Demand for video communication is exploding. Usage is growing 27% per year and a majority of users site video as increasing their productivity over 20%!

But let’s face it, managing an enterprise video network can be hard. If it were easier, it would be used all over the place like in science fiction movies. Most video collaboration networks are complex, made up of many different technologies from different vendors, and users have trouble making and scheduling video calls.

#videoconferencing usage is increasing 27% every year Click To Tweet The good news is there are several things you can do to improve video collaboration at your organization and take advantage of existing video resources.


In order to take a good hard look at what you CAN do with video, you need to find out exactly what you ARE doing with video. You should take time to figure out your current capacity, performance, and usage across your entire network. A few key insights can help you get started:

  • Figure out what types of video communication your employees like to use, so that you can focus more resources and investment in those types of technologies in the future.
  • Determine where video collaboration tools are not being used, so you can make some hard decisions about how much more to invest in these resources.
  • Identify constraints and bottlenecks in the network such as older equipment, MCUs, bridges or servers to be upgraded.
  • Become aware of any performance issues that you might not have been getting complaints about.
Users believe #videoconferencing can impact productivity over 20% Click To Tweet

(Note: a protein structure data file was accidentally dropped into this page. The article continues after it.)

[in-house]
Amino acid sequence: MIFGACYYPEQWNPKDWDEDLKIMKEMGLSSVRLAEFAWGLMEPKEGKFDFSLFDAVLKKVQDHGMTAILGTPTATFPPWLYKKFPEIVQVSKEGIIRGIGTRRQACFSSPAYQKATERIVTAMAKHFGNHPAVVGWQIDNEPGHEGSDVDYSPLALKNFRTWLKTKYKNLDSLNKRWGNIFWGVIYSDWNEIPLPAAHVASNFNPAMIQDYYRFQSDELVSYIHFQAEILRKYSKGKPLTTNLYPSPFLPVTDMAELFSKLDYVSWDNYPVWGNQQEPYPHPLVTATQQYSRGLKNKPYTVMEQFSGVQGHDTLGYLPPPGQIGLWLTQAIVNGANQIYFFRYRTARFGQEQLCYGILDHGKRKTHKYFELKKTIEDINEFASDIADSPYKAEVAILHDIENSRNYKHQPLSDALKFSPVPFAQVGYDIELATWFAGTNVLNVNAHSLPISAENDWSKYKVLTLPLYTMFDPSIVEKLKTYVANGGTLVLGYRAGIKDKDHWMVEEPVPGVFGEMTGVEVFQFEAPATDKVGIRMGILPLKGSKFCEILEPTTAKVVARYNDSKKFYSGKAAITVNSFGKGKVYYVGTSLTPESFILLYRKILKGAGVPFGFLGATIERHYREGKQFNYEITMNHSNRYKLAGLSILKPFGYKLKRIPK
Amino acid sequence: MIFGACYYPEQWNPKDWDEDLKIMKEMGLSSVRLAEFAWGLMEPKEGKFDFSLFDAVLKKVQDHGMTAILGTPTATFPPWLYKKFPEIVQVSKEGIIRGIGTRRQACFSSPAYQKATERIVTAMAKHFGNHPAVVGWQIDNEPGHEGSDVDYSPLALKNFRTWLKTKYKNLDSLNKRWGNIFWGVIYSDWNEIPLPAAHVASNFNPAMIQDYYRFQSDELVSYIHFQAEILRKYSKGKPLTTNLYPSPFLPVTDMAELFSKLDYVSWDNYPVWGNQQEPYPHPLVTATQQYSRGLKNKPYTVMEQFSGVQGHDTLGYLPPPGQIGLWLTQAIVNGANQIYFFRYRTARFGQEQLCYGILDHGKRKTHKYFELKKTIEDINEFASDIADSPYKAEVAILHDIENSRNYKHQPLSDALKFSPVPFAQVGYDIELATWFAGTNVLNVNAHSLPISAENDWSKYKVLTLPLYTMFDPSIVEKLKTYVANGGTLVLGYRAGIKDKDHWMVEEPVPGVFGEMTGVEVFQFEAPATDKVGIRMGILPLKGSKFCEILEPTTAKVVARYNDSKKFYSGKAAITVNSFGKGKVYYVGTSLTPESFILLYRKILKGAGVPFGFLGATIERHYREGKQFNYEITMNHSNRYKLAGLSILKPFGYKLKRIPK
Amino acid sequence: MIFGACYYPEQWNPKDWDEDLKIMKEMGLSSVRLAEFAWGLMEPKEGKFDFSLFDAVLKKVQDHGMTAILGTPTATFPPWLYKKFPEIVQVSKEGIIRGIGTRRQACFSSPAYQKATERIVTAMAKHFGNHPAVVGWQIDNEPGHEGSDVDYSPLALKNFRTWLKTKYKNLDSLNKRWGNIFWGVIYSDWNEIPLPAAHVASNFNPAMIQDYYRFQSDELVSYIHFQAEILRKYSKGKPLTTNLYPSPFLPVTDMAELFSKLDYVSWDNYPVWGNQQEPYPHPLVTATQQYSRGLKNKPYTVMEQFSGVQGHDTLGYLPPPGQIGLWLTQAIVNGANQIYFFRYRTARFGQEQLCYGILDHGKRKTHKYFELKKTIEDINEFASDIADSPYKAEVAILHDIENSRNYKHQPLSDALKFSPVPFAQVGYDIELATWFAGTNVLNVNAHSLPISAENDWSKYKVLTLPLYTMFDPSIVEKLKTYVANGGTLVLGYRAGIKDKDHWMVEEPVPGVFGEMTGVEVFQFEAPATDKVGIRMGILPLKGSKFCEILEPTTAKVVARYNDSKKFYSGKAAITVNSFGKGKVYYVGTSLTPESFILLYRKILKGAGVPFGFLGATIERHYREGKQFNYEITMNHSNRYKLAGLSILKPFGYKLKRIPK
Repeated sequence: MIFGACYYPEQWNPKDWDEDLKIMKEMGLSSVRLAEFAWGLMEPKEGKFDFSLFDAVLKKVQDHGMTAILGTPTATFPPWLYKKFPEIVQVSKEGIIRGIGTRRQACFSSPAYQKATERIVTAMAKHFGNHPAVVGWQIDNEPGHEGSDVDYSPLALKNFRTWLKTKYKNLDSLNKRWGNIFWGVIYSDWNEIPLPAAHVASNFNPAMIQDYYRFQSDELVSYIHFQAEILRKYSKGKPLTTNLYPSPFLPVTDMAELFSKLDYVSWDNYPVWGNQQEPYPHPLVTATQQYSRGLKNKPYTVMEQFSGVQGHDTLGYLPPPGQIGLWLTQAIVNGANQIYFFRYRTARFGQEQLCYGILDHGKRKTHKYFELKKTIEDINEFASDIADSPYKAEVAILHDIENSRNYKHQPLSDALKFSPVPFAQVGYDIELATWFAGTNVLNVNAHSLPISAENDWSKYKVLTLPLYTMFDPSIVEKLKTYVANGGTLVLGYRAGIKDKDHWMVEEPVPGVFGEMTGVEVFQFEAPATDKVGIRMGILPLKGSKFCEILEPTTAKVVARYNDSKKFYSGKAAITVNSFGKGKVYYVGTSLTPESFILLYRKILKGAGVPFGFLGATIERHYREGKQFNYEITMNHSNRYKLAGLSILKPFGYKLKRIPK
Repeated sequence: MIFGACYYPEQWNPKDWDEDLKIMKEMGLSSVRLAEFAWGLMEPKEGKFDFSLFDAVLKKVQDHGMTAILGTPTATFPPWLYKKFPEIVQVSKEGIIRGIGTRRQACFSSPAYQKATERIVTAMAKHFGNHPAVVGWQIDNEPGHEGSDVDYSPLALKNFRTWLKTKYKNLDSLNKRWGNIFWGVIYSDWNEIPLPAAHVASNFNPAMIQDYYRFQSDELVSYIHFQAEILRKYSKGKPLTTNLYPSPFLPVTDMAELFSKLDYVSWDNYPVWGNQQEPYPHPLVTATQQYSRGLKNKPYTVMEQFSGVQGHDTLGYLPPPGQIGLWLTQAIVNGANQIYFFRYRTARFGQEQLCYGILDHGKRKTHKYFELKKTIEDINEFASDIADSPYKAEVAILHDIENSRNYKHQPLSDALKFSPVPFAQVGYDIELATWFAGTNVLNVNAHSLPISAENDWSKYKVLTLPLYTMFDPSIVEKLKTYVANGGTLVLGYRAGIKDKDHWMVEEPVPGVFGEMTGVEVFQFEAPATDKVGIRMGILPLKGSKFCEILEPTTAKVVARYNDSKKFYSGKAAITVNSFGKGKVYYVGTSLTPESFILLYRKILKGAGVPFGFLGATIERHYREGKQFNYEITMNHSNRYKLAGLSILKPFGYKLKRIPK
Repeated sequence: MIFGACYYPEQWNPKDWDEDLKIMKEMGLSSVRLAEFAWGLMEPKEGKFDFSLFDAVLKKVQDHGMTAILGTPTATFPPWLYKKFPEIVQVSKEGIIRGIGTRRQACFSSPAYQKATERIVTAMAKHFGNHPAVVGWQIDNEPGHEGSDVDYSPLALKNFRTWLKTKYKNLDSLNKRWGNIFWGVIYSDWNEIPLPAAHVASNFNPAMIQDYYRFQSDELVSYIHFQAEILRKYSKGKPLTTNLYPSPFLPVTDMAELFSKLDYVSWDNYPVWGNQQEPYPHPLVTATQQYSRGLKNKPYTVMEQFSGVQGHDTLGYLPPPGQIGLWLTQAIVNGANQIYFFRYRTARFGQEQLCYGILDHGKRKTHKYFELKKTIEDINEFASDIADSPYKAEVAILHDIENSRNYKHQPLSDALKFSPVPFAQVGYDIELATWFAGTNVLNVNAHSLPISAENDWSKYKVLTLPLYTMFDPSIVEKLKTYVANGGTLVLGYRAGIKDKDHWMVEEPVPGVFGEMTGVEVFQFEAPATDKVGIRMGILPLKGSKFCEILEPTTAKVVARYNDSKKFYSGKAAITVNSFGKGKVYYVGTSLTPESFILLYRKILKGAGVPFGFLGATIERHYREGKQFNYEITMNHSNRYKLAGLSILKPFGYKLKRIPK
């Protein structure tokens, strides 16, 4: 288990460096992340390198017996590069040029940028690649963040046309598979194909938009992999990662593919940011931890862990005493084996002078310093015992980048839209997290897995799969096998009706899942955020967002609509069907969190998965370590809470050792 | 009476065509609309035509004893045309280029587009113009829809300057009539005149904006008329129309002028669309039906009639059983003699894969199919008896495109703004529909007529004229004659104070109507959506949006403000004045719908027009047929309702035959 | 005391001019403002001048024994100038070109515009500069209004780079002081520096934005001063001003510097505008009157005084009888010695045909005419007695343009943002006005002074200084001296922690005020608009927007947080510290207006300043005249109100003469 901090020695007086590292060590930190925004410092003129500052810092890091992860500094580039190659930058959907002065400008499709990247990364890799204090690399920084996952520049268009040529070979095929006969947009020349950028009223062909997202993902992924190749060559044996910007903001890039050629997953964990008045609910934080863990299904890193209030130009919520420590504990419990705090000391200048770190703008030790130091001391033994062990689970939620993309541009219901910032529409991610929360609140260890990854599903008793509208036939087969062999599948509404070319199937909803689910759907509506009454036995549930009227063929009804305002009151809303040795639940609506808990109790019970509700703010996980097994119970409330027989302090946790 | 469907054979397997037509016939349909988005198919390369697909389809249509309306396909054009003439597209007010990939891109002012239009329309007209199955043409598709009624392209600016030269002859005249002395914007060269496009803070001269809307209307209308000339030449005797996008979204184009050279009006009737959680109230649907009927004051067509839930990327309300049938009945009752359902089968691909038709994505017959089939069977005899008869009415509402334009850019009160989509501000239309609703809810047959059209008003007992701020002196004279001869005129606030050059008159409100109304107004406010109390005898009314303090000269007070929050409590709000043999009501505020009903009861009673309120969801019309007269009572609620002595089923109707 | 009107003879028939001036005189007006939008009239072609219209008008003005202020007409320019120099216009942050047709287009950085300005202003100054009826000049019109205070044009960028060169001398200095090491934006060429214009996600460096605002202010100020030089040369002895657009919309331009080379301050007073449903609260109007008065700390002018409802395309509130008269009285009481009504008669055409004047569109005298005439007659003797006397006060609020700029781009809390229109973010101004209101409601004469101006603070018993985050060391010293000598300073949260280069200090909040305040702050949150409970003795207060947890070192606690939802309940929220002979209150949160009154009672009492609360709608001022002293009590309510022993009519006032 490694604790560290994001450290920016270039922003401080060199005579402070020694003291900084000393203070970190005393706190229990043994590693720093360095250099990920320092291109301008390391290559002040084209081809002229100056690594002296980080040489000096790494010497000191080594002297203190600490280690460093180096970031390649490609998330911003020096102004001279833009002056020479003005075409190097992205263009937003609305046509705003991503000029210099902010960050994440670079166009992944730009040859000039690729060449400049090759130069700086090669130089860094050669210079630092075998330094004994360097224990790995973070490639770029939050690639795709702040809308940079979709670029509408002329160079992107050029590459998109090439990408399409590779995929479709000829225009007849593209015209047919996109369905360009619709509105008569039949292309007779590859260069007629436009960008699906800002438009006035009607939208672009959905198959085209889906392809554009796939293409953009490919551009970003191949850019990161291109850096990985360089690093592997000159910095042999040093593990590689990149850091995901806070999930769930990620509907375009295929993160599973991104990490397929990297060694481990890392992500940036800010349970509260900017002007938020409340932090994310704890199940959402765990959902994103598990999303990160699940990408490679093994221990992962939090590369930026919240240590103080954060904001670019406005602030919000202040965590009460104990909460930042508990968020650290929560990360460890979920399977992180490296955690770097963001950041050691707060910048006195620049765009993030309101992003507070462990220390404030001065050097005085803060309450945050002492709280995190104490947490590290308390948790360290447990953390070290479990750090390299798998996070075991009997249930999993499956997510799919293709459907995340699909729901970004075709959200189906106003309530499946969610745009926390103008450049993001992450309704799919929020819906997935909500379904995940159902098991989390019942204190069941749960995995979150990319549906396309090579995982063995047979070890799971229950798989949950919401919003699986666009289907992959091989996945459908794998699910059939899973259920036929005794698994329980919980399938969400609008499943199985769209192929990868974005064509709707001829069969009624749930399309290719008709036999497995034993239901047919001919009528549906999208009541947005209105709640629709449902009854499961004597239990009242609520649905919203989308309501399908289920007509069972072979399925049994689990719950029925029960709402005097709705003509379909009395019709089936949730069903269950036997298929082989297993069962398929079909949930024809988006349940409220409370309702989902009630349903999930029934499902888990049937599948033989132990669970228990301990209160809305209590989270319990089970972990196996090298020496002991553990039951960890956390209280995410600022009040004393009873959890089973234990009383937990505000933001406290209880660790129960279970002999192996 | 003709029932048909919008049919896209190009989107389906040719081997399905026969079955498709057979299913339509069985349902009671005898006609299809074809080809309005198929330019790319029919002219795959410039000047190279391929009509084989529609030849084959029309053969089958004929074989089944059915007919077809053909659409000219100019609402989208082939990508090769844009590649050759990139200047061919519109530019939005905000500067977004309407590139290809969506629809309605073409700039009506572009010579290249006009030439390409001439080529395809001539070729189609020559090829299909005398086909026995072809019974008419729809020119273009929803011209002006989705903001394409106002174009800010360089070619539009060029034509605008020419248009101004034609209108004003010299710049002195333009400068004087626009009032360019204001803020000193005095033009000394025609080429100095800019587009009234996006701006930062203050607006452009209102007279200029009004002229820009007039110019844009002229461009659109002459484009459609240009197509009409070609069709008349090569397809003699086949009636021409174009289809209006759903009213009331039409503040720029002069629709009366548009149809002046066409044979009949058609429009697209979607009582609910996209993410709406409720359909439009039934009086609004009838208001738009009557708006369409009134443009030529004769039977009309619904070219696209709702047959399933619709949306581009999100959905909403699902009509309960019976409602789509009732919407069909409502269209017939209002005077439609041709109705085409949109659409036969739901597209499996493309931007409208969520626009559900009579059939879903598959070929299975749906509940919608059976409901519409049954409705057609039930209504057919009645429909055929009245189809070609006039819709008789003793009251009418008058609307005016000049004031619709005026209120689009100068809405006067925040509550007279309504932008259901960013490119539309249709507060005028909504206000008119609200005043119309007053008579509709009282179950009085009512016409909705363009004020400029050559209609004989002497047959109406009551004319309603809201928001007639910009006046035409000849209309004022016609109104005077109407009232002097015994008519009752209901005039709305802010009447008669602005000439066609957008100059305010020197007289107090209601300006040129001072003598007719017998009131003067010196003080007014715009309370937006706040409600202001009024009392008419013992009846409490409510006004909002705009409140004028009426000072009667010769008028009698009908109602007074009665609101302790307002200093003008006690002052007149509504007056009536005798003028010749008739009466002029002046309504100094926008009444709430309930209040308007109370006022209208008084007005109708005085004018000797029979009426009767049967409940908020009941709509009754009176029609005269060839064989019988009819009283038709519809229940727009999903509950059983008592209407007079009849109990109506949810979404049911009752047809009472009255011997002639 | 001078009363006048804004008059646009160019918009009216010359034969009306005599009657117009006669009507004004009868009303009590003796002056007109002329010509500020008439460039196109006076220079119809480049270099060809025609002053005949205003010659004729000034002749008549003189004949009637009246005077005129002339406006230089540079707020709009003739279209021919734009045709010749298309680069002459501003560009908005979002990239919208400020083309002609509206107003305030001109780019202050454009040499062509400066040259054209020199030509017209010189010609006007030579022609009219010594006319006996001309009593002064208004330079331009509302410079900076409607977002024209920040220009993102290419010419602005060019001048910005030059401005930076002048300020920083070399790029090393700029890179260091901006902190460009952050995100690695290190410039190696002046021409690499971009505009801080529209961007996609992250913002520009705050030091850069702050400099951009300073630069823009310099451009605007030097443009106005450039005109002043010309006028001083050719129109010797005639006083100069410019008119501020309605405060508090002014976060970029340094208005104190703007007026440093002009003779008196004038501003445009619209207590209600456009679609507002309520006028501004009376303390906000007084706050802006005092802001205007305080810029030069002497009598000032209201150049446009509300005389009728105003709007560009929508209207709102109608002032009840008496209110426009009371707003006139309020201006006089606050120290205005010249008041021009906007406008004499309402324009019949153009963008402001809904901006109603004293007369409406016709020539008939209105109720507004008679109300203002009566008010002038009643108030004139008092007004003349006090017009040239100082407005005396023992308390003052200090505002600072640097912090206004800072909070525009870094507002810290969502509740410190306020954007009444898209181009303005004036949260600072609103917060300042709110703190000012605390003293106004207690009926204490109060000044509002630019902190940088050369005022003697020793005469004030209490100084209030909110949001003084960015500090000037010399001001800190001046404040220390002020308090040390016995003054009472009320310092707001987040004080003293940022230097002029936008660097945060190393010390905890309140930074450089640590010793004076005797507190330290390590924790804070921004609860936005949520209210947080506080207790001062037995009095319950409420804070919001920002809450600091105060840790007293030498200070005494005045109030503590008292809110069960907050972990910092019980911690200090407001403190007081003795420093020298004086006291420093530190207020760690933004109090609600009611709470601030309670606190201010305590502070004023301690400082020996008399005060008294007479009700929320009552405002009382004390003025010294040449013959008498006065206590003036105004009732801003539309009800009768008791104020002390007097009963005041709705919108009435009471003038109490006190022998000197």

Once you know what is going on, you can start to correlate data and link user problems to network issues. For example, if you have call failures that coincide with capacity peaks, you can determine if you are running out of video call capacity and/or bandwidth.

Another common problem that network managers find when they look really closely at video is that they have unbalanced capacity. This could be something like they purchased a ton of traversal call ports, yet they don’t use nearly any of them, while they are running out of non-traversal ports.

These are just two examples of typical problems that network managers encounter. Frequently, they uncover several problems that are interdependent, and then they have to figure out the common causes. This is where it becomes important to develop a comprehensive plan to attack all the problems at once.


If there is one consistent feature of video networks across all organizations, is that they are complicated. Whether you have HD, mobile, desktop, soft client, cloud, on premise, encrypted, traversal or non-traversal calls, there are a lot of moving parts. This means there is hardly ever a single simple solution to an unhealthy video network.

I mentioned a couple typical problems to look for above, and it might be possible to work within existing resources and make small changes over time to fix the network. However, this could also leave you falling further and further behind as growth video usage compounds the problems and outpaces your small changes. On the other hand, making big changes requires getting buy-in from several layers of management across multiple organizations. The fastest way to convince this busy crowd is to give them data that they can’t ignore in a format that is easy to understand.

Unfortunately, without a good video network management and analysis tool, generating this data is tedious and time-consuming. Existing vendor analytics tools ignore incompatible technologies from other suppliers, focus on too few metrics, or don’t summarize information from a high level. You need a comprehensive video analytics tool to create a multi-faceted treatment plan for your video network.


Once you have the big issues resolved and have implemented a treatment plan, you can use daily monitoring tools to help prevent your video vitals from flatlining again. Eventually, you can even start to get out ahead of any trouble tickets with real-time monitoring of all your network parameters.

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